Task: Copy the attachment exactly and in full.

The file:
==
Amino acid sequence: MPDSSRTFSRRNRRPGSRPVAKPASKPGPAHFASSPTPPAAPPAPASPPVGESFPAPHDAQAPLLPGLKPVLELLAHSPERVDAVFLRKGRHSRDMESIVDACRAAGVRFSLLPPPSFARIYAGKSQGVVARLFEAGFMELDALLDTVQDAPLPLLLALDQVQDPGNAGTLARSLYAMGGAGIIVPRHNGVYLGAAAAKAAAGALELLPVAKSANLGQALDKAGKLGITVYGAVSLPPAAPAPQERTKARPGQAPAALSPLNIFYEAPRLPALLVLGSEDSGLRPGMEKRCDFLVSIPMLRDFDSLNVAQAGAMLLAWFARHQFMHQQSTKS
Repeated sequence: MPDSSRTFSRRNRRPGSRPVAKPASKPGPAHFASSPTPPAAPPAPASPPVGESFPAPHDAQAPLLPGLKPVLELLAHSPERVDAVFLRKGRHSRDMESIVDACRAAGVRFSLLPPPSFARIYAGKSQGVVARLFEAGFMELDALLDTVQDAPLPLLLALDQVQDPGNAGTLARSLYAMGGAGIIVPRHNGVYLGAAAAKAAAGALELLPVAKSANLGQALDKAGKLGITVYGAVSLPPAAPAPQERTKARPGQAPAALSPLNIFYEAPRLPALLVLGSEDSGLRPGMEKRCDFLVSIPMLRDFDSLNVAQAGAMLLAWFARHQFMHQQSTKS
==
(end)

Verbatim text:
Amino acid sequence: MPDSSRTFSRRNRRPGSRPVAKPASKPGPAHFASSPTPPAAPPAPASPPVGESFPAPHDAQAPLLPGLKPVLELLAHSPERVDAVFLRKGRHSRDMESIVDACRAAGVRFSLLPPPSFARIYAGKSQGVVARLFEAGFMELDALLDTVQDAPLPLLLALDQVQDPGNAGTLARSLYAMGGAGIIVPRHNGVYLGAAAAKAAAGALELLPVAKSANLGQALDKAGKLGITVYGAVSLPPAAPAPQERTKARPGQAPAALSPLNIFYEAPRLPALLVLGSEDSGLRPGMEKRCDFLVSIPMLRDFDSLNVAQAGAMLLAWFARHQFMHQQSTKS
Repeated sequence: MPDSSRTFSRRNRRPGSRPVAKPASKPGPAHFASSPTPPAAPPAPASPPVGESFPAPHDAQAPLLPGLKPVLELLAHSPERVDAVFLRKGRHSRDMESIVDACRAAGVRFSLLPPPSFARIYAGKSQGVVARLFEAGFMELDALLDTVQDAPLPLLLALDQVQDPGNAGTLARSLYAMGGAGIIVPRHNGVYLGAAAAKAAAGALELLPVAKSANLGQALDKAGKLGITVYGAVSLPPAAPAPQERTKARPGQAPAALSPLNIFYEAPRLPALLVLGSEDSGLRPGMEKRCDFLVSIPMLRDFDSLNVAQAGAMLLAWFARHQFMHQQSTKS